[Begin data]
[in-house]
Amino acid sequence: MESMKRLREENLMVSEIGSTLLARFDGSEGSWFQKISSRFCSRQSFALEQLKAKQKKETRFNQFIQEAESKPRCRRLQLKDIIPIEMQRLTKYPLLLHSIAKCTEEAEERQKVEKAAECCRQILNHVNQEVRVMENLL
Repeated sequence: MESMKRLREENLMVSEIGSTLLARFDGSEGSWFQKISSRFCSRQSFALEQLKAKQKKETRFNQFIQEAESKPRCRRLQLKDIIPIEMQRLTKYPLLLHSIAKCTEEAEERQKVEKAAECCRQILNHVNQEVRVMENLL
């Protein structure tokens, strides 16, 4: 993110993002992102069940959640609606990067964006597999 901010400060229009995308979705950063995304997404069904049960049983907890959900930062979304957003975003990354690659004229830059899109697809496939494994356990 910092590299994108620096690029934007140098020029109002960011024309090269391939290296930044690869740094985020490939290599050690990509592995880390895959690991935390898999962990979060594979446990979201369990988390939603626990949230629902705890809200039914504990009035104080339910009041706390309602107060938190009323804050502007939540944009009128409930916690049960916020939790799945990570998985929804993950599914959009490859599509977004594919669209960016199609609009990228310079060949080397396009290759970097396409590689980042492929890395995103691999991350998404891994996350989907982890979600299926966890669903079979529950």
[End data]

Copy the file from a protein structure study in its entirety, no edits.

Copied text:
[in-house]
Amino acid sequence: MESMKRLREENLMVSEIGSTLLARFDGSEGSWFQKISSRFCSRQSFALEQLKAKQKKETRFNQFIQEAESKPRCRRLQLKDIIPIEMQRLTKYPLLLHSIAKCTEEAEERQKVEKAAECCRQILNHVNQEVRVMENLL
Repeated sequence: MESMKRLREENLMVSEIGSTLLARFDGSEGSWFQKISSRFCSRQSFALEQLKAKQKKETRFNQFIQEAESKPRCRRLQLKDIIPIEMQRLTKYPLLLHSIAKCTEEAEERQKVEKAAECCRQILNHVNQEVRVMENLL
């Protein structure tokens, strides 16, 4: 993110993002992102069940959640609606990067964006597999 901010400060229009995308979705950063995304997404069904049960049983907890959900930062979304957003975003990354690659004229830059899109697809496939494994356990 910092590299994108620096690029934007140098020029109002960011024309090269391939290296930044690869740094985020490939290599050690990509592995880390895959690991935390898999962990979060594979446990979201369990988390939603626990949230629902705890809200039914504990009035104080339910009041706390309602107060938190009323804050502007939540944009009128409930916690049960916020939790799945990570998985929804993950599914959009490859599509977004594919669209960016199609609009990228310079060949080397396009290759970097396409590689980042492929890395995103691999991350998404891994996350989907982890979600299926966890669903079979529950």